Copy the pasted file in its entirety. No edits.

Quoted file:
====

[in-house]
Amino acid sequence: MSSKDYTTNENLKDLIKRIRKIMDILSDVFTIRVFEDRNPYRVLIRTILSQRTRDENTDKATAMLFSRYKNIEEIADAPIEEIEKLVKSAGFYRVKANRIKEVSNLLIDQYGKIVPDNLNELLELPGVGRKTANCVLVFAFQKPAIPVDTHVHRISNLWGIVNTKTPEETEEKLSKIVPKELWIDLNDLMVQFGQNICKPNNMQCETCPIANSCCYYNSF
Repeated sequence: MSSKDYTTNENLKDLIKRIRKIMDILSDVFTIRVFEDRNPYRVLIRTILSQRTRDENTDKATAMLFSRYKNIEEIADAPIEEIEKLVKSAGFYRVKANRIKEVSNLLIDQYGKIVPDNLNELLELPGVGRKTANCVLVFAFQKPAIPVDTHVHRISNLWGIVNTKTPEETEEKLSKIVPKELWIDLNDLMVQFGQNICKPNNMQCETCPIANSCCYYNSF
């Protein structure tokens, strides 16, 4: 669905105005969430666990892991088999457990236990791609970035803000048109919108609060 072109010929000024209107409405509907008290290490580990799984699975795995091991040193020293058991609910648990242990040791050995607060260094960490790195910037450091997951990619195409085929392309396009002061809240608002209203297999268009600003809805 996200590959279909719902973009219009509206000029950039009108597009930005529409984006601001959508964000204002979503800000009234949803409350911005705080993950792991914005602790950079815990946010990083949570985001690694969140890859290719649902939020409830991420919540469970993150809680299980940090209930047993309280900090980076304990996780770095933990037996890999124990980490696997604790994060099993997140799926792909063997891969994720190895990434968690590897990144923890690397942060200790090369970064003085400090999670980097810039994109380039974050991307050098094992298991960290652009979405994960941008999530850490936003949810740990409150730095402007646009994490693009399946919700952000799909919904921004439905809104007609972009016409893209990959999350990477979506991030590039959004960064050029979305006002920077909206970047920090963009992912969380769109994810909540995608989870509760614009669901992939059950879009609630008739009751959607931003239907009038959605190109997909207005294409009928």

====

[in-house]
Amino acid sequence: MSSKDYTTNENLKDLIKRIRKIMDILSDVFTIRVFEDRNPYRVLIRTILSQRTRDENTDKATAMLFSRYKNIEEIADAPIEEIEKLVKSAGFYRVKANRIKEVSNLLIDQYGKIVPDNLNELLELPGVGRKTANCVLVFAFQKPAIPVDTHVHRISNLWGIVNTKTPEETEEKLSKIVPKELWIDLNDLMVQFGQNICKPNNMQCETCPIANSCCYYNSF
Repeated sequence: MSSKDYTTNENLKDLIKRIRKIMDILSDVFTIRVFEDRNPYRVLIRTILSQRTRDENTDKATAMLFSRYKNIEEIADAPIEEIEKLVKSAGFYRVKANRIKEVSNLLIDQYGKIVPDNLNELLELPGVGRKTANCVLVFAFQKPAIPVDTHVHRISNLWGIVNTKTPEETEEKLSKIVPKELWIDLNDLMVQFGQNICKPNNMQCETCPIANSCCYYNSF
């Protein structure tokens, strides 16, 4: 669905105005969430666990892991088999457990236990791609970035803000048109919108609060 072109010929000024209107409405509907008290290490580990799984699975795995091991040193020293058991609910648990242990040791050995607060260094960490790195910037450091997951990619195409085929392309396009002061809240608002209203297999268009600003809805 996200590959279909719902973009219009509206000029950039009108597009930005529409984006601001959508964000204002979503800000009234949803409350911005705080993950792991914005602790950079815990946010990083949570985001690694969140890859290719649902939020409830991420919540469970993150809680299980940090209930047993309280900090980076304990996780770095933990037996890999124990980490696997604790994060099993997140799926792909063997891969994720190895990434968690590897990144923890690397942060200790090369970064003085400090999670980097810039994109380039974050991307050098094992298991960290652009979405994960941008999530850490936003949810740990409150730095402007646009994490693009399946919700952000799909919904921004439905809104007609972009016409893209990959999350990477979506991030590039959004960064050029979305006002920077909206970047920090963009992912969380769109994810909540995608989870509760614009669901992939059950879009609630008739009751959607931003239907009038959605190109997909207005294409009928």